The little girl whose decomposing body was found in the back of her adopted father's pickup truck last week endured a hellish life punctuated by sexual abuse, hunger, bruises, hair loss and the lack of care for a rare medical condition.
The short, miserable life of Nubia Doctor, 10, was documented in bureaucratic paperwork released Monday by Florida's Department of Children and Families, which outlined at least eight occasions in which authorities made contact with the girl to investigate her health and well being.
While some reports described a clean, happy girl whose adoptive parents helped her with homework, others depict a shocking life that somehow wasn't bad enough to remove the girl from the home.
A case worker in 2007 wrote: "Nubia's hunger has been uncontrollable, she sneaks and steals food, steals money, has hair loss, is very thin, nervous and jittery. Nubia also has an unpleasant odor… In the past it is believed Nubia's adoption was halted when Nubia was coming to school dirty while in the adoptive mother's care."
Another caseworker wrote, "A couple of months ago Nubia had a scratch on her nose. It is said Nubia scratches her nose a lot and that she is always falling."
The documents released Monday redact mention of a specific medical condition, but they hint at a hormonal problem. Authorities confirmed to ABCNews.com that Nubia was intersexed, meaning she was born with both male and female genitals.
Despite her need to see doctors regularly, a caseworker wrote that her adopted parents simply put her alone on a "medical bus" and often failed to see that she made appointments.
"This child is very medically needy and should not be missing appointments because the foster parent does not want to take her," the report said.
Nubia most recently came to the attention of authorities when her adoptive father Jorge Barahona and her twin brother Victor were found at the side of a highway outside West Palm Beach, Fla., on Feb. 14. Barahona was passed out, evidently overcome with gasoline fumes, and the boy in the truck cab severely burned from a yet to be identified chemical. Victor remains in the hospital in critical condition.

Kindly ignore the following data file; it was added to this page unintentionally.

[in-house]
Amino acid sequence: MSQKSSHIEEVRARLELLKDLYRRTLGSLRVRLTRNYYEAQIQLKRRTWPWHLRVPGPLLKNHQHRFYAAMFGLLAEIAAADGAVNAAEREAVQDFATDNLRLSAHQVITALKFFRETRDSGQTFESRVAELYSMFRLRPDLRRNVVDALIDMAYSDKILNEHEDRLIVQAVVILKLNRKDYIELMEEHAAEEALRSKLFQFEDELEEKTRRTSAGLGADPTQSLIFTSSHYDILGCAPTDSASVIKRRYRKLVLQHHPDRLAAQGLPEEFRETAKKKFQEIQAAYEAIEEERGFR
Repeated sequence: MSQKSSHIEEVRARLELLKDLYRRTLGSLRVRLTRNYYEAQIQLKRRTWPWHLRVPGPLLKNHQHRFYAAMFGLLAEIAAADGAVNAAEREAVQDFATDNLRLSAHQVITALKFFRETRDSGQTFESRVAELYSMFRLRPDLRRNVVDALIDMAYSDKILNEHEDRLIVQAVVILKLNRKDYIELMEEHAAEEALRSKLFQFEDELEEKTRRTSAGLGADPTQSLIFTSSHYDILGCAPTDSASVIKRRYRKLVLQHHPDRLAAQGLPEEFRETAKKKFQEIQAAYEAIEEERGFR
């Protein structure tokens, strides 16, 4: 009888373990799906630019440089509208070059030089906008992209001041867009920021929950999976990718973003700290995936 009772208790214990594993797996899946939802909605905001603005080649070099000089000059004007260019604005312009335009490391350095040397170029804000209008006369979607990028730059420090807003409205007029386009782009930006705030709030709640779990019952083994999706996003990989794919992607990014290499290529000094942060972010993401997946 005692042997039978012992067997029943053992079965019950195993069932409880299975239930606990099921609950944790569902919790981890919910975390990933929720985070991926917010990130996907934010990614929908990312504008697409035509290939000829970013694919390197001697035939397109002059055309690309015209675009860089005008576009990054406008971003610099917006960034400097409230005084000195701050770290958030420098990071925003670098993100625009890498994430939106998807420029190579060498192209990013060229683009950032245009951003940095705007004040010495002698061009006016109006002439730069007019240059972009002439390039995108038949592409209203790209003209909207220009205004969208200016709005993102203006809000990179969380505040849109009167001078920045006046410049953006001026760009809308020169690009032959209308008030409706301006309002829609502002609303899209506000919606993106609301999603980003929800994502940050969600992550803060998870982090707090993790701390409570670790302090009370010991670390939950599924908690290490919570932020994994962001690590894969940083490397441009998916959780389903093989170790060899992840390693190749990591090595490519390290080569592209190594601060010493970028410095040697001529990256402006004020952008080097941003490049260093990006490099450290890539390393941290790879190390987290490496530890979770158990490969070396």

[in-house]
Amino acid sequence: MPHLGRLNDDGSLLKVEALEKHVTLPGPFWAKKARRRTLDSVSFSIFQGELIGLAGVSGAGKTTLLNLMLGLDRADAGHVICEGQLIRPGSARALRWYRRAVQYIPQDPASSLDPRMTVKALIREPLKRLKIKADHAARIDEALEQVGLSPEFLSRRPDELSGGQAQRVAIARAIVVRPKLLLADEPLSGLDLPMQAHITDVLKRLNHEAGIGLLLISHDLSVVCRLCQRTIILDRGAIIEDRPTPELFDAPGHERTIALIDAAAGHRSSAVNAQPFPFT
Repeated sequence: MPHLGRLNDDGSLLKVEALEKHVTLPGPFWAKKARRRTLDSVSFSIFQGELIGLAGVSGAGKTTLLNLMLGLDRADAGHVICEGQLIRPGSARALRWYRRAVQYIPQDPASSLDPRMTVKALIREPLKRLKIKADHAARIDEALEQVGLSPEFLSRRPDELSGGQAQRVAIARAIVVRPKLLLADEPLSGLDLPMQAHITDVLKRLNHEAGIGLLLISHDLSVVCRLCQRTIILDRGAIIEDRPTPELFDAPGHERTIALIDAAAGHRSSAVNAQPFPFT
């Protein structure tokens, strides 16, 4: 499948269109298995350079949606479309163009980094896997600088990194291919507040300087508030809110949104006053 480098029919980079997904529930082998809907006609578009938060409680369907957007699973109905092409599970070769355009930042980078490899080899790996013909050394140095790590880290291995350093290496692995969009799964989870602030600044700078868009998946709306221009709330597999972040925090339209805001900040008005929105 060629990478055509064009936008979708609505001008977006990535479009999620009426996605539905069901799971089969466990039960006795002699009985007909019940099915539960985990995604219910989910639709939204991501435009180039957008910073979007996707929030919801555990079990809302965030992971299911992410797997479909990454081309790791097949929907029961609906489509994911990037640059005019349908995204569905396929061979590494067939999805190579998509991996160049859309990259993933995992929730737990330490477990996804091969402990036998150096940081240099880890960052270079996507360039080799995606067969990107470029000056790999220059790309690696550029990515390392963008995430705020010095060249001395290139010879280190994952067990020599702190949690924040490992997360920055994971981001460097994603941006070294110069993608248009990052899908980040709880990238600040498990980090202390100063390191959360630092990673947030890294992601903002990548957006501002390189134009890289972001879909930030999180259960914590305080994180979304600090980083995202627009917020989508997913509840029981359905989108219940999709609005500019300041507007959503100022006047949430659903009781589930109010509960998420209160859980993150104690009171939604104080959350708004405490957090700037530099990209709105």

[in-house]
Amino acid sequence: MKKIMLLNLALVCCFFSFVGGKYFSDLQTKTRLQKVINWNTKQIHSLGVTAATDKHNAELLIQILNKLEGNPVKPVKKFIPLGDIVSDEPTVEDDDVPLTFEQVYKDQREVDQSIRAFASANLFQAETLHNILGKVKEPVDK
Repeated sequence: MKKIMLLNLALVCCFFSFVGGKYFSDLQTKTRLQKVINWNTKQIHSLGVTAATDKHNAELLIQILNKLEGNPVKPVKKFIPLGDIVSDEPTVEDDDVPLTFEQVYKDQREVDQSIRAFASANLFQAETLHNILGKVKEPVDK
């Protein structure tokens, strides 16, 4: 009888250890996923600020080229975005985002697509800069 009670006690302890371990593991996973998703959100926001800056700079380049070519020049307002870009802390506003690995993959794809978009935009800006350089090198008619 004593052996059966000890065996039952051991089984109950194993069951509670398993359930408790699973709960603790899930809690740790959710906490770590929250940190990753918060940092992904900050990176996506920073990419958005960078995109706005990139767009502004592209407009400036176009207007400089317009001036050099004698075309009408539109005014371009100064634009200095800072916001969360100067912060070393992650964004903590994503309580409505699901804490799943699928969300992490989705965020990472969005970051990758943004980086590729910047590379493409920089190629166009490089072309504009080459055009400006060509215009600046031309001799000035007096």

Nubia Doctor's Short, Miserable Life
In the bed of the truck, workers found a bag that contained Nubia's remains.
Barahona, an exterminator from Miami, has been charged with attempted murder of the boy citing an alleged confession to police that he intended to set fire to the boy and kill himself because he was distraught over Nubia's death. He has since pleaded innocent to the charge.
No charges have been filed over Nubia's death. The Associated Press, citing a Department of Children and Families source, reports that Barahona admitted to starving Nubia to death, but officials refused to confirm that to ABC News.
The twins were born in 2000 to a mother who admitted to using drugs. In 2004, the children were removed from their biological parents' home because their father sexually abused Nubia, state documents state. The records do not indicate whether the man was charged.
The state of Florida thought they were saving little Nubia's life when they put the little girl and her twin brother in a foster home. Nubia and Victor were formally adopted by the foster parents, Jorge and Carla Barahona, in 2008.
In perhaps the most disturbing of at least eight child welfare reports, in 2005 Nubia accused her foster father of sexual abuse, just months after being removed from the home of her biological father because she had been molested.
The sexual abuse investigation was dropped after a psychologist said there was not enough conclusive evidence that the girl had not made up the story.
"Nubia disclosed to [to the psychologist] that the foster father tickled her private parts," wrote a case worker in 2005.
In 2006 she was reported absent 16 times from school. In 2007 she missed two weeks of school "due to heavy bleeding."
Another report cites a bruise on her chin.
A spokesman for the Department of Children and Family said in each case there was not enough evidence to suggest Nubia had been abused or to remove her from her household.
"There is no specific threshold for removal. There's not a number of investigations that triggers removal," said Mark Riordan, the department spokesman. "If there is imminent danger to the child we remove immediately. But the preference is never to remove a child from the family."
Riordan said the agency investigated the family eight times and removed the girl from an abusive biological parent, but the agency could not stop "evil people from doing evil things."
"You can't blame us, we are the agency responsible for protecting children, but the parents were involved. They did this," he said.